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Developments in fund governance and the regulatory outlook


Developments in fund governance


Caroline Hoare, Director, IPAF (UK) Ltd

John McCann, CEO, Trinity Fund Administration


Bill Prew, CEO, INDOS Financial

Bill Prew: We are going to start by looking at developments in the fund governance arena. Governance has changed a lot over the last five years. Caroline, could you explain where you see the industry now and how things have evolved over the last few years?

Caroline Hoare: I'd say it's a tale of two parts. Undoubtedly many funds now take the issue of governance very seriously. We often find that when people are forming their boards the consultation process might involve up to 20 different people. But I do still get calls from people saying they've been offered a “buy-one, get-one-free” offer; those conversations tend to be extremely short!

BP: Most people recognise that progress has been made and there are boards that are particularly well run. Why do you think there are still boards that aren't run particularly well?

CH: When you are creating a board you need directors who are genuinely independent – independent of each other – and who have complementary skills. We find the people on our panels who are former COOs are particularly popular, especially with start-ups, for obvious reasons. You want complementary skills and genuine independence. If possible, avoid having people from the same ‘director house’ because they probably work together and might well give very similar views. A strong board and directors can really help in a crisis – I can tell you that from personal experience, having run a fund for 10 years. There were moments when I used to say, I don’t know what I’m paying these people for on 364 days of the year, but on the 365th, I really do know! And on that day I expected a great deal from them. And I was very grateful for their input because they were good directors.

BP: I was at an event recently and there was a big focus on whether or not investors should be more involved in the director selection process – after all the investors are the primary stakeholders in the fund. Is that something that you buy into?

CH: On the whole I think it's probably not a good idea to have too much investor input into the choice of directors because that inevitably leads to a conflict of interest later on. If you've got a first seed investor who's put its own nominee on, is that nominee director going to take as much care of the subsequent investors? Besides, as a matter of practicality, you've often chosen your directors before the investors come in, so it may not be a practical solution.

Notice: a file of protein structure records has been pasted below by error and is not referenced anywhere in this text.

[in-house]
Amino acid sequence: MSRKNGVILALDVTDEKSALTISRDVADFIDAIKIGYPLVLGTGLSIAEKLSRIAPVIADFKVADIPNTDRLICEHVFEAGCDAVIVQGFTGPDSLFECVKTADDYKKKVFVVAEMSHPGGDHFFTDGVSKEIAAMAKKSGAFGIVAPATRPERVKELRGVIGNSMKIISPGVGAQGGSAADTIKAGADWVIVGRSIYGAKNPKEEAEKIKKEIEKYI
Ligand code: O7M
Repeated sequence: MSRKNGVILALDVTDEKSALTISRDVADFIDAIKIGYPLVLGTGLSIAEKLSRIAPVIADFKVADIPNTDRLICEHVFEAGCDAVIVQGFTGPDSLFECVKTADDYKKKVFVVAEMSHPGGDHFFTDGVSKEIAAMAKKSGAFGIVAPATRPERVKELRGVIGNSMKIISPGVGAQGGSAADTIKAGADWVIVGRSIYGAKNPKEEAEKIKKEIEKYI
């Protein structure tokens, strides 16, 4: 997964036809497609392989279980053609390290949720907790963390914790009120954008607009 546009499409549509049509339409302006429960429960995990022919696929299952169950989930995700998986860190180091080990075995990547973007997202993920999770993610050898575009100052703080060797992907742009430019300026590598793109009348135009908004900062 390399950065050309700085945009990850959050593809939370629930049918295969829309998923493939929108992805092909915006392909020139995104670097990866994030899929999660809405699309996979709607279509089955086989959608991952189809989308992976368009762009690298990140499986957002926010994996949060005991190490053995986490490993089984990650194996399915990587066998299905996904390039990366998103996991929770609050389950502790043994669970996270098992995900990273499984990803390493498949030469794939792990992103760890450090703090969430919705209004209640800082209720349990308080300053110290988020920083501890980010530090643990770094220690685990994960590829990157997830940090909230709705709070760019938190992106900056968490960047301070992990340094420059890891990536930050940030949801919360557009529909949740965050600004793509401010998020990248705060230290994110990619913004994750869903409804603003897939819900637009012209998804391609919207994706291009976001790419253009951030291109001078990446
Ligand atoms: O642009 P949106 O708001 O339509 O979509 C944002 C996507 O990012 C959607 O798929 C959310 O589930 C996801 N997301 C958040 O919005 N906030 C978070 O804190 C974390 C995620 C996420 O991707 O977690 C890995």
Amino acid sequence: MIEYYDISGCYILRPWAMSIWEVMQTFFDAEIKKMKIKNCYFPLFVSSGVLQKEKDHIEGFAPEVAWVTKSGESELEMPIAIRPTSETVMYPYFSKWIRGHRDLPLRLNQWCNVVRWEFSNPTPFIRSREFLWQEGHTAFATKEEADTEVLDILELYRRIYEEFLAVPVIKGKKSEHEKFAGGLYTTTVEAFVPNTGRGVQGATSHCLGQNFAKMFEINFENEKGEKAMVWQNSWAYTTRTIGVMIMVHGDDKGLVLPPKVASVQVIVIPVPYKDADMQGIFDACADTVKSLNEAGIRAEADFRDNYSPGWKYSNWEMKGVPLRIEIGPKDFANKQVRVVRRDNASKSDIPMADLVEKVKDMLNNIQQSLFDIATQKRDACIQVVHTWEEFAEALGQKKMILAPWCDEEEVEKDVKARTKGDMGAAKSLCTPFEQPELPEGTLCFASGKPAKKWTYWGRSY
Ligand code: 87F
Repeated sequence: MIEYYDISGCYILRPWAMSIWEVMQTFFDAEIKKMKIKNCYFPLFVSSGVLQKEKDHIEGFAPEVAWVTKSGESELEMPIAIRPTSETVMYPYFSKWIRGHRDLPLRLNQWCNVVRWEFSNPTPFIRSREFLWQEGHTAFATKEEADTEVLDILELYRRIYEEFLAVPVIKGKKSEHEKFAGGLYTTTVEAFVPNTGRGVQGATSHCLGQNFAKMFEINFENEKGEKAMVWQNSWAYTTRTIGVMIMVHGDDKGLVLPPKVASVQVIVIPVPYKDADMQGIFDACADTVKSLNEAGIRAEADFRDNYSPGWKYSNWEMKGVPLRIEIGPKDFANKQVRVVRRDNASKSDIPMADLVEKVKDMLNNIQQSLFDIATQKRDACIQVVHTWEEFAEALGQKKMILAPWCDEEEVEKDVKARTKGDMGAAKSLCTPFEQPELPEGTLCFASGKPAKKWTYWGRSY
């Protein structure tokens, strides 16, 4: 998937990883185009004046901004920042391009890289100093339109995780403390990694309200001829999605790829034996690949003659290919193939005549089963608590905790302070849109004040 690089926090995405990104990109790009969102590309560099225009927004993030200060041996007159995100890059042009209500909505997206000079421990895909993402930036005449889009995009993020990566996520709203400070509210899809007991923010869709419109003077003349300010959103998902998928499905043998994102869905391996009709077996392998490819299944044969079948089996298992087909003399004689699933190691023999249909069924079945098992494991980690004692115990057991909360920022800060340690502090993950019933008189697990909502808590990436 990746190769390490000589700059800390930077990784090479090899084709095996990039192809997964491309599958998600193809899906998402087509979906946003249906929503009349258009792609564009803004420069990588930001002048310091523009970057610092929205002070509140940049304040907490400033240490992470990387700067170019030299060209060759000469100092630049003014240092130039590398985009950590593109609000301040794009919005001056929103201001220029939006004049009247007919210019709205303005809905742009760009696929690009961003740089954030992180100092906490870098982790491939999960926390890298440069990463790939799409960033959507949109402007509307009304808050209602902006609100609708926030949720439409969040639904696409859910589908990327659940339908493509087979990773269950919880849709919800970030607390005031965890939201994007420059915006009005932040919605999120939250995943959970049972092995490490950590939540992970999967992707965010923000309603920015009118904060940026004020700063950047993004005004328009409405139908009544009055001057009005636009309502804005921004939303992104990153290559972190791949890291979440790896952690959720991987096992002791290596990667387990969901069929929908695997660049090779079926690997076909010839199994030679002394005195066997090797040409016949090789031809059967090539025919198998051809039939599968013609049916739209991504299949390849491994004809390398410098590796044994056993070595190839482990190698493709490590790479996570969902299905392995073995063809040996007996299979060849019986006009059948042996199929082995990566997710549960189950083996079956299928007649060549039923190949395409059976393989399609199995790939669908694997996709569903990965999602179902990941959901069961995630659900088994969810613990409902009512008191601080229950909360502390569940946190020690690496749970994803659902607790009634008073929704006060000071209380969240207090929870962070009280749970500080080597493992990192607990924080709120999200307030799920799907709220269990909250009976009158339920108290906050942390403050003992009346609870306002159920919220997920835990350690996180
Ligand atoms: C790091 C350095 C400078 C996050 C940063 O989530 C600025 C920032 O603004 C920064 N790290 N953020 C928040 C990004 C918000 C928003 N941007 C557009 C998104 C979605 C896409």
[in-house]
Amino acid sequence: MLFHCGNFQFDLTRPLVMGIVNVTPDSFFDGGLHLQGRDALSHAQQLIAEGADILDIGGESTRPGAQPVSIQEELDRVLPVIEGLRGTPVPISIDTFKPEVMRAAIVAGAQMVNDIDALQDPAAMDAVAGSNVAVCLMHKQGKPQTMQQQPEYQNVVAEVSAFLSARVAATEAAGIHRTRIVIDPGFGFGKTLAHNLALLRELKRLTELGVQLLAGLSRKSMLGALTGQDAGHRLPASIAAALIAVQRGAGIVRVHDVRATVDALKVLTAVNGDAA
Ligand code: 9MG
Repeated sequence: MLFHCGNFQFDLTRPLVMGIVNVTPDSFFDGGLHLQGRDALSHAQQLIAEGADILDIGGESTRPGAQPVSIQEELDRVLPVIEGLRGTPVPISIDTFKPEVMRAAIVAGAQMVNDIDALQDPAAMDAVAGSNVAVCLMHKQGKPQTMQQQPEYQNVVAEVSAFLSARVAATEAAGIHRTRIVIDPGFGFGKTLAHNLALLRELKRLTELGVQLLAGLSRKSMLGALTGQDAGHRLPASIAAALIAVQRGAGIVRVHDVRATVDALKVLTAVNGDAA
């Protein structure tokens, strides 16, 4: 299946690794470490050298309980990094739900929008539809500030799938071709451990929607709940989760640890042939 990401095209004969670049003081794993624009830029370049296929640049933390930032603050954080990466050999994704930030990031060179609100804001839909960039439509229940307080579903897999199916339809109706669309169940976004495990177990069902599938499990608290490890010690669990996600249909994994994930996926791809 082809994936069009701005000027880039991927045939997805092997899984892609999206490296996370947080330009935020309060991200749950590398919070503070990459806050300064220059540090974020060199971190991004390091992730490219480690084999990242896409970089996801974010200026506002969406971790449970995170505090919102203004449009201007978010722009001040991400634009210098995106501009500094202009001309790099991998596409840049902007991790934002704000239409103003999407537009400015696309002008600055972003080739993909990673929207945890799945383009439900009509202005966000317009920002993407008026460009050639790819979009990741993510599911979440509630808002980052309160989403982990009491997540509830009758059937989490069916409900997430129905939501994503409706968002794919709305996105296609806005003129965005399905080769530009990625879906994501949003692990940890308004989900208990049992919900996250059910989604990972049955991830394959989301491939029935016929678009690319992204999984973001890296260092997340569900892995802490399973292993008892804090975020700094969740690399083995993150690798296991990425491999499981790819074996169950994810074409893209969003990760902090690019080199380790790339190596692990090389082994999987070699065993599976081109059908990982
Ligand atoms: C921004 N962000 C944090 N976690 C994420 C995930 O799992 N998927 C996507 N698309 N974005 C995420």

On the other hand, where investors could really help is more time doing due diligence on the directors themselves. They should talk to them when they're doing their due diligence, if possible meet them.

That may not be practical if they are miles apart, but at least talk to them. Something I feel very strongly about is they should ask funds the very significant question: “What do you pay your directors?” The answer to that question gives you two very important pieces of information.

The first is, are you paying your director enough that he/she is going to give the fund the commitment that the fund deserves? Secondly, it tells you how seriously the fund takes corporate governance. If the manager thinks that he can get a good director for $5,000 a year, it suggests that corporate governance is low down on his list of priorities.

John McCann: There are various compliance and governance edicts which provide quite a prescriptive framework of what the board needs to deal with (in particular in highlighted onshore domiciles). In recent years, during and since the financial crisis, you've seen real skill sets performed by independent directors. The composition of the board in our experience is gradually improving over the past few years since the crisis; this has been driven by a combination of commercial and regulatory demands, in particular in highly regulated domiciles. It's definitely improving at a faster pace generally, I think, onshore than it is offshore.

There are still instances where you need to provide a lot of support and, on occasions, education, but that's generally changing for the better, and I think all of the vendors have an interest in ensuring that the board does not consist of sycophants with a one-dimensional collective skill set. Having a variety of complementary and diverse skill sets is so important. Historically we have seen a lot of ex-CEOs, ex-fund administrators, ex-lawyers.

What, however, has been really lacking historically, but is improving recently, is individuals that possess risk management on the investment management side. The Cayman Islands has issued a statement of guidance on corporate governance which says there should be a minimum of two board meetings per annum. It also addresses what is expected in terms of custodial depository reports, admin reports, marketing reports, manager reports. Things are getting more and more prescriptive across all the major fund domiciles, not just the highly regulated ones.

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